As sales of NFT art continue to rise at a frenzied pace, artists are racing to claim stakes in the uncharted territory of blockchain-based work. Among them is the Russian provocateur Petr Davydtchenko, who is selling a digital recording of a performance piece in which he eats a live bat outside of the European Parliament building in Brussels—the first ever NFT performance work, he claims.
Available via the OpenSea digital marketplace, the video has a reserve price of $4,202. So far only one bid has been made for the one-off collectible digital artefact, at 2.5 wrapped ethereum (WETH) which is valued at $3,848 at the time of publication.
The work is a statement against “the depravity of pharmaceutical companies” during the coronavirus crisis, Davydtchenko tells The Art Newspaper. He shares the credits for the NFT work with the city of Brussels, whose police authorities swiftly arrested the artist (easily identifiable by his recently acquired “Pfizer” face tattoo) after he consumed the animal on 17 February.
“We took him to the police station, did a control check and there was no animal, so there was no action,” a spokesperson for the Brussels police said in a statement to The Art Newspaper. They did not elaborate on Davydtchenko’s claims that they “searched for the bat in [his] ass”.
This is not the first time Davydtchenko has consumed a live bat in the name of art, having devoured another in June in an attempt to create and distribute an “ethical” coronavirus vaccine. Davydtchenko has previously likened his artistic practice, for which he eats and occasionally performs sex acts on roadkill, to cryptocurrency. “NFTs create alternatives to the existing economic system. This is the same as myself, by the analogy of decentralised currency I choose an alternative way of existence,” he says.
Batshit or bullshit?
Davydtchenko discussed the benefits of creating cryptocurrency based-art on Monday, via the audio chat mobile app Clubhouse, alongside the dealer and writer Kenny Schachter. “Radical performance art should be aligned with a progressive community, as it has been completely let down by the traditional and outdated art market,” Davydtchenko says.
But Schachter is less convinced that the work can actually be considered performance. “Looks like video art to me,” he tells The Art Newspaper. “God bless him, rather, god bless the animals he ruthlessly keeps killing. What percentage does the bat get?”.
Moreover, whether or not the work is classified as performance art, it might still not be the first. Earlier this year, the anonymous artist Pak, who ranks only behind Beeple for total global NFT art sales, tweeted to offer an edition of their work The Title (2020) to an auction house. The work was acquired by Max Moore, Sotheby’s co-head of the Contemporary Art Day Sale in New York. Sotheby’s confirms that Moore bought the work, but he declines to comment.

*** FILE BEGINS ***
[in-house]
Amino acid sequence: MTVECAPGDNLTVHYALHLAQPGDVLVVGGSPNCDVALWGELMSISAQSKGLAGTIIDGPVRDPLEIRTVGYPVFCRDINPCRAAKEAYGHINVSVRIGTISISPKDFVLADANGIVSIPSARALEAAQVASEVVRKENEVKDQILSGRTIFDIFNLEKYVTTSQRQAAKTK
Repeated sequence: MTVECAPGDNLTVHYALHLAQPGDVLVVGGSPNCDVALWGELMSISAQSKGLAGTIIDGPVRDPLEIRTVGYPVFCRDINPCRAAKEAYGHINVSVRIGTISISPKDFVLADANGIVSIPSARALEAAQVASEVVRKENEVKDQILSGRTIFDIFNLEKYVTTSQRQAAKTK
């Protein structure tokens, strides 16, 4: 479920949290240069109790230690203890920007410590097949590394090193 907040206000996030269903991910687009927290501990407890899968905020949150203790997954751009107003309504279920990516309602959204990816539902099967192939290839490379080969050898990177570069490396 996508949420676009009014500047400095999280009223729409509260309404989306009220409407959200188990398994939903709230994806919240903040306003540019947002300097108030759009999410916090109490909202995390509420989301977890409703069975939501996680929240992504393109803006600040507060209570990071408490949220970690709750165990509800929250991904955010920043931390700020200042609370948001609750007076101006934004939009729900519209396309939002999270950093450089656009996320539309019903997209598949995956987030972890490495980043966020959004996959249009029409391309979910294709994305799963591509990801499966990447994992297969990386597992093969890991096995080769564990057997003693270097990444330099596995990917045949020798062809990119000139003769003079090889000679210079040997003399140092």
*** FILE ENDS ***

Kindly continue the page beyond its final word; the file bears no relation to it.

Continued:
The Title‘s premise comments on the questions around authenticity and artistic value that have been raised by NFTs. Different versions of the exact same image were sold at wildly varying prices, ranging from $0 to $1m for an edition labeled The Unsold (which, fittingly, remains unsold). The work, in consisting of multiple sales and deriving its artistic meaning from participation with its buyers, has led to some media reports suggesting that it could be considered an event, as well as the first instance of NFT performance art. Whether this is the case hinges on the intentionally unclear answer to the question—is The Title its image or its concept?
“The field is shifting so fast and is an undefined matrix so categorisation can also hinder new possibilities for art”
Melissa Gilmour, NFT curator
The difficulty of determining a clear definition for what could be considered a performance art NFT suggests not only that the language used to explain their market is still being formed, but also that it is unlikely to be understood through traditional art historical terms.
“Art is both an object and a process in the NFT space,” says the NFT art curator Melissa Gilmour. “The Pak event is an example of how programmable layers create new possibilities for art and the convergence of digitised art and performance means both can ultimately become an object in time that can be sold and traded. Perhaps it is more process art than performance art.”
Gilmour also calls into question whether defining genres of NFT work is even useful. “The field is shifting so fast and is an undefined matrix so categorisation can also hinder new possibilities for art,” she says.
Indeed, while agreeing that Davydtchenko’s work can be considered a performance art NFT, Gilmour underlines that the more important point lies in the potential that NFT-based art offers the creative process. “Now he minted the piece he has total ownership and freedom from censors,” she says. “He can make an impactful piece based on a strong belief. He can sell his NFT of the performance and tracks the provenance of the piece as that strong belief gets shared around the world.”